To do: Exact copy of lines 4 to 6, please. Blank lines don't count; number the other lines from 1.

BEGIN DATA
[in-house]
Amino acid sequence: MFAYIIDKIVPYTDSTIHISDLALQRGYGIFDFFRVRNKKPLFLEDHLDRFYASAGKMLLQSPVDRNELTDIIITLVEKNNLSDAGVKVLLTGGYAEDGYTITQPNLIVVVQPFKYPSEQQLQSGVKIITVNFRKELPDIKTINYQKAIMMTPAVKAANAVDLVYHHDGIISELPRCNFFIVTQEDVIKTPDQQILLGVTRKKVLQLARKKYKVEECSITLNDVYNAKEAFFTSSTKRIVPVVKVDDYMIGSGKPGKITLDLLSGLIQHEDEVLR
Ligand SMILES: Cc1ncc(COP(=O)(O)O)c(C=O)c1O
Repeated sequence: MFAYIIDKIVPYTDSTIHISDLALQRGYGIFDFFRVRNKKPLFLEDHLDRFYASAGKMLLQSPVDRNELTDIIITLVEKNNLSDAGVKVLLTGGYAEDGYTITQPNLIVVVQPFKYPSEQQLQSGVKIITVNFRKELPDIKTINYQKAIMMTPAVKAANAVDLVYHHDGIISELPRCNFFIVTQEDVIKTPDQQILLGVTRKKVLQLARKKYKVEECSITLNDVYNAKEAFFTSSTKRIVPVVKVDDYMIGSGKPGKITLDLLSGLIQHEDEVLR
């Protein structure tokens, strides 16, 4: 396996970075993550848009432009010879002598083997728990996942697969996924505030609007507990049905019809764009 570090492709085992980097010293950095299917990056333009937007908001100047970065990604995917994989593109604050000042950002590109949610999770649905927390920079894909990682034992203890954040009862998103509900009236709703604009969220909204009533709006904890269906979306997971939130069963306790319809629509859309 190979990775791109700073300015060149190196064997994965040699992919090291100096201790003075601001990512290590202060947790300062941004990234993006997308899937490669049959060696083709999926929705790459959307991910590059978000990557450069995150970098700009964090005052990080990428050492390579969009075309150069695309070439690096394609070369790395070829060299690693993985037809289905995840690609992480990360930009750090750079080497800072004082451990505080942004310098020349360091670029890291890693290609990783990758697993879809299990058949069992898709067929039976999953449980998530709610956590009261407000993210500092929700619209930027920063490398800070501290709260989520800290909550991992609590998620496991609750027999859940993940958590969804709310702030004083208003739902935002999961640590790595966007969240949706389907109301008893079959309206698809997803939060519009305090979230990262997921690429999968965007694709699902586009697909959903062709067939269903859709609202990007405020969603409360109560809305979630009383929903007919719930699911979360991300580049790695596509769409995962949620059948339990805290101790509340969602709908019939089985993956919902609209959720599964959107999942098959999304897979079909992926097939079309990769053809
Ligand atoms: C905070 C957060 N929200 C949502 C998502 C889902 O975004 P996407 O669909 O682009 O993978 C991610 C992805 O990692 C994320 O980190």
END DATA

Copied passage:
Repeated sequence: MFAYIIDKIVPYTDSTIHISDLALQRGYGIFDFFRVRNKKPLFLEDHLDRFYASAGKMLLQSPVDRNELTDIIITLVEKNNLSDAGVKVLLTGGYAEDGYTITQPNLIVVVQPFKYPSEQQLQSGVKIITVNFRKELPDIKTINYQKAIMMTPAVKAANAVDLVYHHDGIISELPRCNFFIVTQEDVIKTPDQQILLGVTRKKVLQLARKKYKVEECSITLNDVYNAKEAFFTSSTKRIVPVVKVDDYMIGSGKPGKITLDLLSGLIQHEDEVLR
């Protein structure tokens, strides 16, 4: 396996970075993550848009432009010879002598083997728990996942697969996924505030609007507990049905019809764009 570090492709085992980097010293950095299917990056333009937007908001100047970065990604995917994989593109604050000042950002590109949610999770649905927390920079894909990682034992203890954040009862998103509900009236709703604009969220909204009533709006904890269906979306997971939130069963306790319809629509859309 190979990775791109700073300015060149190196064997994965040699992919090291100096201790003075601001990512290590202060947790300062941004990234993006997308899937490669049959060696083709999926929705790459959307991910590059978000990557450069995150970098700009964090005052990080990428050492390579969009075309150069695309070439690096394609070369790395070829060299690693993985037809289905995840690609992480990360930009750090750079080497800072004082451990505080942004310098020349360091670029890291890693290609990783990758697993879809299990058949069992898709067929039976999953449980998530709610956590009261407000993210500092929700619209930027920063490398800070501290709260989520800290909550991992609590998620496991609750027999859940993940958590969804709310702030004083208003739902935002999961640590790595966007969240949706389907109301008893079959309206698809997803939060519009305090979230990262997921690429999968965007694709699902586009697909959903062709067939269903859709609202990007405020969603409360109560809305979630009383929903007919719930699911979360991300580049790695596509769409995962949620059948339990805290101790509340969602709908019939089985993956919902609209959720599964959107999942098959999304897979079909992926097939079309990769053809
Ligand atoms: C905070 C957060 N929200 C949502 C998502 C889902 O975004 P996407 O669909 O682009 O993978 C991610 C992805 O990692 C994320 O980190």